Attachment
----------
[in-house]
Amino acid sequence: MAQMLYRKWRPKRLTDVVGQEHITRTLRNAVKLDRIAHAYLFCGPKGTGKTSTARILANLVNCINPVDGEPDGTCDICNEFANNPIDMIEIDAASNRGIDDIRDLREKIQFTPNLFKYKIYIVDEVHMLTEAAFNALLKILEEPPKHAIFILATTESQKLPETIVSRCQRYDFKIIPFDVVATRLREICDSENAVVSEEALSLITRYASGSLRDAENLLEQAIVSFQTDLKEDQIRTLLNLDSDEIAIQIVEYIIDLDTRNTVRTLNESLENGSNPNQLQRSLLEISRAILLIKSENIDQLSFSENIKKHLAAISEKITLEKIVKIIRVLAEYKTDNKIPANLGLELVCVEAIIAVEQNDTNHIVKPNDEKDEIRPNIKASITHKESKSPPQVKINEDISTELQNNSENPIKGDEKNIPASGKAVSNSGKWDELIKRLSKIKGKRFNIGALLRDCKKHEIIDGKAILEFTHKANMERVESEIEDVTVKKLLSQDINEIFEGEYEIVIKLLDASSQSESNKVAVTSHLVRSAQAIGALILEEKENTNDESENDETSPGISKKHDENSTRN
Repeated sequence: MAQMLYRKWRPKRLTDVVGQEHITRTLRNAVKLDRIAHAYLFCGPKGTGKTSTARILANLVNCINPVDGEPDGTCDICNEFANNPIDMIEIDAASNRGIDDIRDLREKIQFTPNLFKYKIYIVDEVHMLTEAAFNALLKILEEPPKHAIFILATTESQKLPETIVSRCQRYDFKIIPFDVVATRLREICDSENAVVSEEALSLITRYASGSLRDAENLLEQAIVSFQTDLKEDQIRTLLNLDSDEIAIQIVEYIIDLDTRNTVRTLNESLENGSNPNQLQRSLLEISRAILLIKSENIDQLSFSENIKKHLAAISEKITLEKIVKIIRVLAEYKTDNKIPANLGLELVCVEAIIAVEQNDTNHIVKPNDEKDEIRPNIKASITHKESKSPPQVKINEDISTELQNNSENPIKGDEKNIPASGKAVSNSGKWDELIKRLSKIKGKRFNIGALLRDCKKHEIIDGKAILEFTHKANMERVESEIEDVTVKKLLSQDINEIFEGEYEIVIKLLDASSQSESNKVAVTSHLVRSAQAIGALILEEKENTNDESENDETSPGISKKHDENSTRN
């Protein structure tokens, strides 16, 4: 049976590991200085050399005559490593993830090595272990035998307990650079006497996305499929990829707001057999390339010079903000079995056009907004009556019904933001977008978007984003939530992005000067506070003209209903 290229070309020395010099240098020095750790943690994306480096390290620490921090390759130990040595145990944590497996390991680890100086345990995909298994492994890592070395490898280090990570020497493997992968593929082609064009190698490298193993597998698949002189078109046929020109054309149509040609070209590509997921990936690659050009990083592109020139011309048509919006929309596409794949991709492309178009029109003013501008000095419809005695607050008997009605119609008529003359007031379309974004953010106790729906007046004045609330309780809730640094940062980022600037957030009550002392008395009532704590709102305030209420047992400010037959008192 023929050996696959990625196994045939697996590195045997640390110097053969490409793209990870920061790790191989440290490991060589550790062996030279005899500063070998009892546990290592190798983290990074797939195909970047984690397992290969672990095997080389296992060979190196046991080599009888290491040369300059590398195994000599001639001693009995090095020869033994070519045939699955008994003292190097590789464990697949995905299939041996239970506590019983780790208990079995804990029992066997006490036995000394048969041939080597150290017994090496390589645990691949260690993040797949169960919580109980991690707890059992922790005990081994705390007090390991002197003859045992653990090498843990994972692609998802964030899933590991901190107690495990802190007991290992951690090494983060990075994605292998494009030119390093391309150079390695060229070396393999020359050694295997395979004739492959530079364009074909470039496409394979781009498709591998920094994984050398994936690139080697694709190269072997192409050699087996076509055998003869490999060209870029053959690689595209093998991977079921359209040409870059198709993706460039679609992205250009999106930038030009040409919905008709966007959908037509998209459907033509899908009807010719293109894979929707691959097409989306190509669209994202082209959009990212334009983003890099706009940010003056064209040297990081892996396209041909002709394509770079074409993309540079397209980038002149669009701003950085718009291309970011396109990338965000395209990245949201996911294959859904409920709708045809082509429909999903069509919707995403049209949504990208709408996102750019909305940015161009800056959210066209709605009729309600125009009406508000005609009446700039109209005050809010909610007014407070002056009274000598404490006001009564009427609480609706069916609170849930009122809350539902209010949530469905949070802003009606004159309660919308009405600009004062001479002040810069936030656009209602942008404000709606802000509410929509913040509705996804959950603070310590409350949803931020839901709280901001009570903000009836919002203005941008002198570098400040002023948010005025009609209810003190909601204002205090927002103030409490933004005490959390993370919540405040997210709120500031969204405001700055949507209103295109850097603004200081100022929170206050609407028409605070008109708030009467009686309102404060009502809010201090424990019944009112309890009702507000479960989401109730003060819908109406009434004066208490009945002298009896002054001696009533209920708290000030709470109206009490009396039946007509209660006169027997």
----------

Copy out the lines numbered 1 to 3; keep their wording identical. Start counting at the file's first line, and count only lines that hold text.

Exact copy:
[in-house]
Amino acid sequence: MAQMLYRKWRPKRLTDVVGQEHITRTLRNAVKLDRIAHAYLFCGPKGTGKTSTARILANLVNCINPVDGEPDGTCDICNEFANNPIDMIEIDAASNRGIDDIRDLREKIQFTPNLFKYKIYIVDEVHMLTEAAFNALLKILEEPPKHAIFILATTESQKLPETIVSRCQRYDFKIIPFDVVATRLREICDSENAVVSEEALSLITRYASGSLRDAENLLEQAIVSFQTDLKEDQIRTLLNLDSDEIAIQIVEYIIDLDTRNTVRTLNESLENGSNPNQLQRSLLEISRAILLIKSENIDQLSFSENIKKHLAAISEKITLEKIVKIIRVLAEYKTDNKIPANLGLELVCVEAIIAVEQNDTNHIVKPNDEKDEIRPNIKASITHKESKSPPQVKINEDISTELQNNSENPIKGDEKNIPASGKAVSNSGKWDELIKRLSKIKGKRFNIGALLRDCKKHEIIDGKAILEFTHKANMERVESEIEDVTVKKLLSQDINEIFEGEYEIVIKLLDASSQSESNKVAVTSHLVRSAQAIGALILEEKENTNDESENDETSPGISKKHDENSTRN
Repeated sequence: MAQMLYRKWRPKRLTDVVGQEHITRTLRNAVKLDRIAHAYLFCGPKGTGKTSTARILANLVNCINPVDGEPDGTCDICNEFANNPIDMIEIDAASNRGIDDIRDLREKIQFTPNLFKYKIYIVDEVHMLTEAAFNALLKILEEPPKHAIFILATTESQKLPETIVSRCQRYDFKIIPFDVVATRLREICDSENAVVSEEALSLITRYASGSLRDAENLLEQAIVSFQTDLKEDQIRTLLNLDSDEIAIQIVEYIIDLDTRNTVRTLNESLENGSNPNQLQRSLLEISRAILLIKSENIDQLSFSENIKKHLAAISEKITLEKIVKIIRVLAEYKTDNKIPANLGLELVCVEAIIAVEQNDTNHIVKPNDEKDEIRPNIKASITHKESKSPPQVKINEDISTELQNNSENPIKGDEKNIPASGKAVSNSGKWDELIKRLSKIKGKRFNIGALLRDCKKHEIIDGKAILEFTHKANMERVESEIEDVTVKKLLSQDINEIFEGEYEIVIKLLDASSQSESNKVAVTSHLVRSAQAIGALILEEKENTNDESENDETSPGISKKHDENSTRN